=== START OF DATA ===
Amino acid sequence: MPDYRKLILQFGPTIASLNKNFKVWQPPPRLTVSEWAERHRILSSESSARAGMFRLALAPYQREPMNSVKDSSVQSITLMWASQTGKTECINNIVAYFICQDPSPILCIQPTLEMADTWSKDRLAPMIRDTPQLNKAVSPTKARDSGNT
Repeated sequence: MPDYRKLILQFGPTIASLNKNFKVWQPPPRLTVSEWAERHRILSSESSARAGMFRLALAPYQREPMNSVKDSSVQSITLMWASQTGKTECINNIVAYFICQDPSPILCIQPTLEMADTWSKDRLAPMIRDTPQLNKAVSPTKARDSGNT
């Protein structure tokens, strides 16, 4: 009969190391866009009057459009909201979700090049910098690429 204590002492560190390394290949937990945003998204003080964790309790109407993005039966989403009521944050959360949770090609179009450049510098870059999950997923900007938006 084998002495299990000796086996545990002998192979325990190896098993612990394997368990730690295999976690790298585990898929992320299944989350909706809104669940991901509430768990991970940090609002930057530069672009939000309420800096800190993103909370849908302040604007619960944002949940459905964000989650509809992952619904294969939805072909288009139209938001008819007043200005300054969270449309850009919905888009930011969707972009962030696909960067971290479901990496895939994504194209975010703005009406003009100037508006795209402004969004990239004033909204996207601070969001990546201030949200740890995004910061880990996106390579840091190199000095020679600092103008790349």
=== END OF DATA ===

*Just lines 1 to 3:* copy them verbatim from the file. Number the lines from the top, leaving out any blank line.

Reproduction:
Amino acid sequence: MPDYRKLILQFGPTIASLNKNFKVWQPPPRLTVSEWAERHRILSSESSARAGMFRLALAPYQREPMNSVKDSSVQSITLMWASQTGKTECINNIVAYFICQDPSPILCIQPTLEMADTWSKDRLAPMIRDTPQLNKAVSPTKARDSGNT
Repeated sequence: MPDYRKLILQFGPTIASLNKNFKVWQPPPRLTVSEWAERHRILSSESSARAGMFRLALAPYQREPMNSVKDSSVQSITLMWASQTGKTECINNIVAYFICQDPSPILCIQPTLEMADTWSKDRLAPMIRDTPQLNKAVSPTKARDSGNT
């Protein structure tokens, strides 16, 4: 009969190391866009009057459009909201979700090049910098690429 204590002492560190390394290949937990945003998204003080964790309790109407993005039966989403009521944050959360949770090609179009450049510098870059999950997923900007938006 084998002495299990000796086996545990002998192979325990190896098993612990394997368990730690295999976690790298585990898929992320299944989350909706809104669940991901509430768990991970940090609002930057530069672009939000309420800096800190993103909370849908302040604007619960944002949940459905964000989650509809992952619904294969939805072909288009139209938001008819007043200005300054969270449309850009919905888009930011969707972009962030696909960067971290479901990496895939994504194209975010703005009406003009100037508006795209402004969004990239004033909204996207601070969001990546201030949200740890995004910061880990996106390579840091190199000095020679600092103008790349």